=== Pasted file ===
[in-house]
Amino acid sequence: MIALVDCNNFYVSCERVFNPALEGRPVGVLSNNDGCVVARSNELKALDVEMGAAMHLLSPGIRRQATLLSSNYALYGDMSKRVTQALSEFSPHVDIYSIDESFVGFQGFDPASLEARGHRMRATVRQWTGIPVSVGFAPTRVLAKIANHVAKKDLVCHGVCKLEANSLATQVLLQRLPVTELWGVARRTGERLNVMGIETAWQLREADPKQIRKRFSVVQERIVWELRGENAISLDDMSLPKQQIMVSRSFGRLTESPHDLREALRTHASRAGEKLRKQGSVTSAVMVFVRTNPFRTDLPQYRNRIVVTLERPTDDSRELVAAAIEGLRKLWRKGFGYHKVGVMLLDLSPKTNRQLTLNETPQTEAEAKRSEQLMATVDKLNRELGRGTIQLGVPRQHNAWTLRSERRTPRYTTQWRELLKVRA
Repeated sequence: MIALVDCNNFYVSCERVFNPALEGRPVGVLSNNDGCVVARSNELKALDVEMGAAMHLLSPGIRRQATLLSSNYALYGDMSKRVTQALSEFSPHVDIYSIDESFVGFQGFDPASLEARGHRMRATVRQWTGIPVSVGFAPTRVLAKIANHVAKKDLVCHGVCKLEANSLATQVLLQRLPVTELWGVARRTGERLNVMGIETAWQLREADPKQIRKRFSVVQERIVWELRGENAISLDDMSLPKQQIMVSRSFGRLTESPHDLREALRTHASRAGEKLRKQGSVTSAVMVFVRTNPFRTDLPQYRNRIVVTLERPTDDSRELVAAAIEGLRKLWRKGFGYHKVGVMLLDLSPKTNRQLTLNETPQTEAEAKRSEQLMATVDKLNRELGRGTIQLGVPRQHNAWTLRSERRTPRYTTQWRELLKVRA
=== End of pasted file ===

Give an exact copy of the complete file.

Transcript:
[in-house]
Amino acid sequence: MIALVDCNNFYVSCERVFNPALEGRPVGVLSNNDGCVVARSNELKALDVEMGAAMHLLSPGIRRQATLLSSNYALYGDMSKRVTQALSEFSPHVDIYSIDESFVGFQGFDPASLEARGHRMRATVRQWTGIPVSVGFAPTRVLAKIANHVAKKDLVCHGVCKLEANSLATQVLLQRLPVTELWGVARRTGERLNVMGIETAWQLREADPKQIRKRFSVVQERIVWELRGENAISLDDMSLPKQQIMVSRSFGRLTESPHDLREALRTHASRAGEKLRKQGSVTSAVMVFVRTNPFRTDLPQYRNRIVVTLERPTDDSRELVAAAIEGLRKLWRKGFGYHKVGVMLLDLSPKTNRQLTLNETPQTEAEAKRSEQLMATVDKLNRELGRGTIQLGVPRQHNAWTLRSERRTPRYTTQWRELLKVRA
Repeated sequence: MIALVDCNNFYVSCERVFNPALEGRPVGVLSNNDGCVVARSNELKALDVEMGAAMHLLSPGIRRQATLLSSNYALYGDMSKRVTQALSEFSPHVDIYSIDESFVGFQGFDPASLEARGHRMRATVRQWTGIPVSVGFAPTRVLAKIANHVAKKDLVCHGVCKLEANSLATQVLLQRLPVTELWGVARRTGERLNVMGIETAWQLREADPKQIRKRFSVVQERIVWELRGENAISLDDMSLPKQQIMVSRSFGRLTESPHDLREALRTHASRAGEKLRKQGSVTSAVMVFVRTNPFRTDLPQYRNRIVVTLERPTDDSRELVAAAIEGLRKLWRKGFGYHKVGVMLLDLSPKTNRQLTLNETPQTEAEAKRSEQLMATVDKLNRELGRGTIQLGVPRQHNAWTLRSERRTPRYTTQWRELLKVRA